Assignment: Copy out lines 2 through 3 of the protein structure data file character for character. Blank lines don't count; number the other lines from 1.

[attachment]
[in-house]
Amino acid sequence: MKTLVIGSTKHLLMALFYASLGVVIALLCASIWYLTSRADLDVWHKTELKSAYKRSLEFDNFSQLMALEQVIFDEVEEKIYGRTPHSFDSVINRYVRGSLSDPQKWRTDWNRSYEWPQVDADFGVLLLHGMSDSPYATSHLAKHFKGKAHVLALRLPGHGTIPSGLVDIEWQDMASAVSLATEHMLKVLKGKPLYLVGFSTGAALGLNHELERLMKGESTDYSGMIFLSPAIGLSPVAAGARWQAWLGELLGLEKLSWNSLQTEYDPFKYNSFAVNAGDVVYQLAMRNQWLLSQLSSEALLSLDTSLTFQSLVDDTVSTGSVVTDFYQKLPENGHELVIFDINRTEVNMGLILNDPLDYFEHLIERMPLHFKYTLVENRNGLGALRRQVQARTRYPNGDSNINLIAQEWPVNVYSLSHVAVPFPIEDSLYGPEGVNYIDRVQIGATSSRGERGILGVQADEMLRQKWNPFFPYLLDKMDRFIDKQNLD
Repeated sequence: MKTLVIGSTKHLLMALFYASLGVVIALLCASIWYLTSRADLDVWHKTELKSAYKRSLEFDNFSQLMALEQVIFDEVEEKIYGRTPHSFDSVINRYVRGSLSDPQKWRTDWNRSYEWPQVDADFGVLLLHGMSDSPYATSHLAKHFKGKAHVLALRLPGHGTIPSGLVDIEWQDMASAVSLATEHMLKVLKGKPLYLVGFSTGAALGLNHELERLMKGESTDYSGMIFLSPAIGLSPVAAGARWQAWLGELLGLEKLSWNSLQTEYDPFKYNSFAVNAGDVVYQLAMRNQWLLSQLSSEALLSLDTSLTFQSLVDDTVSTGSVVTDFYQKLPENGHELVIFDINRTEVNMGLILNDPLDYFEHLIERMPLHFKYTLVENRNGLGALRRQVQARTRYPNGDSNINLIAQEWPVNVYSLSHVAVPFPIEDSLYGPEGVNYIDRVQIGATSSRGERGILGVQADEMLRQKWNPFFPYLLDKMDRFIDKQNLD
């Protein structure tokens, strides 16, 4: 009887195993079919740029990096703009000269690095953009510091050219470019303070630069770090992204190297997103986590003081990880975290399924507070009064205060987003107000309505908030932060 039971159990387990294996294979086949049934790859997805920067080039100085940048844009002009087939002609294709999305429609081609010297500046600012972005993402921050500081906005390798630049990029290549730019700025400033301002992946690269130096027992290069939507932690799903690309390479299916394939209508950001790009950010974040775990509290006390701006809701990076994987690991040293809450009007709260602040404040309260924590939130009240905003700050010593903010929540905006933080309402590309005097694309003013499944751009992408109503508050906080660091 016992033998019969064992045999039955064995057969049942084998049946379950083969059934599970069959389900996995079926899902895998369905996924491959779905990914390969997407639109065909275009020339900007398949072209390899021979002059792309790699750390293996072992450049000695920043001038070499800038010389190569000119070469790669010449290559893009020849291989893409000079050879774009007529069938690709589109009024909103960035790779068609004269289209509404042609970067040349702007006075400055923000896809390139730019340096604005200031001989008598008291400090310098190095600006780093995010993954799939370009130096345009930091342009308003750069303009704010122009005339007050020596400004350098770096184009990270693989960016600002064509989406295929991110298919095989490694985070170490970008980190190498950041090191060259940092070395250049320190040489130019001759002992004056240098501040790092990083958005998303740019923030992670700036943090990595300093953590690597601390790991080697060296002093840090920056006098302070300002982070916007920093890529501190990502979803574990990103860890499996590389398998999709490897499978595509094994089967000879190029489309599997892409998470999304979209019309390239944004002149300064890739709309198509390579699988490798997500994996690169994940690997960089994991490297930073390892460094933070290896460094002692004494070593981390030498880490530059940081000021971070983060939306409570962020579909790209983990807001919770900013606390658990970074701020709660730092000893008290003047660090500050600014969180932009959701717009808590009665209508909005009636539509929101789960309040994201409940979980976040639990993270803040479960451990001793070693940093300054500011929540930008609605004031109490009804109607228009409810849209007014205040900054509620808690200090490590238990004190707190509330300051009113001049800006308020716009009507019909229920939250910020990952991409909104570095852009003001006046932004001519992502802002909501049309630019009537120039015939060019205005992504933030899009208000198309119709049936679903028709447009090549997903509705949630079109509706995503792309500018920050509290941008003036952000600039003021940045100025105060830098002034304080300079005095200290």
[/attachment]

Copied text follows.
Amino acid sequence: MKTLVIGSTKHLLMALFYASLGVVIALLCASIWYLTSRADLDVWHKTELKSAYKRSLEFDNFSQLMALEQVIFDEVEEKIYGRTPHSFDSVINRYVRGSLSDPQKWRTDWNRSYEWPQVDADFGVLLLHGMSDSPYATSHLAKHFKGKAHVLALRLPGHGTIPSGLVDIEWQDMASAVSLATEHMLKVLKGKPLYLVGFSTGAALGLNHELERLMKGESTDYSGMIFLSPAIGLSPVAAGARWQAWLGELLGLEKLSWNSLQTEYDPFKYNSFAVNAGDVVYQLAMRNQWLLSQLSSEALLSLDTSLTFQSLVDDTVSTGSVVTDFYQKLPENGHELVIFDINRTEVNMGLILNDPLDYFEHLIERMPLHFKYTLVENRNGLGALRRQVQARTRYPNGDSNINLIAQEWPVNVYSLSHVAVPFPIEDSLYGPEGVNYIDRVQIGATSSRGERGILGVQADEMLRQKWNPFFPYLLDKMDRFIDKQNLD
Repeated sequence: MKTLVIGSTKHLLMALFYASLGVVIALLCASIWYLTSRADLDVWHKTELKSAYKRSLEFDNFSQLMALEQVIFDEVEEKIYGRTPHSFDSVINRYVRGSLSDPQKWRTDWNRSYEWPQVDADFGVLLLHGMSDSPYATSHLAKHFKGKAHVLALRLPGHGTIPSGLVDIEWQDMASAVSLATEHMLKVLKGKPLYLVGFSTGAALGLNHELERLMKGESTDYSGMIFLSPAIGLSPVAAGARWQAWLGELLGLEKLSWNSLQTEYDPFKYNSFAVNAGDVVYQLAMRNQWLLSQLSSEALLSLDTSLTFQSLVDDTVSTGSVVTDFYQKLPENGHELVIFDINRTEVNMGLILNDPLDYFEHLIERMPLHFKYTLVENRNGLGALRRQVQARTRYPNGDSNINLIAQEWPVNVYSLSHVAVPFPIEDSLYGPEGVNYIDRVQIGATSSRGERGILGVQADEMLRQKWNPFFPYLLDKMDRFIDKQNLD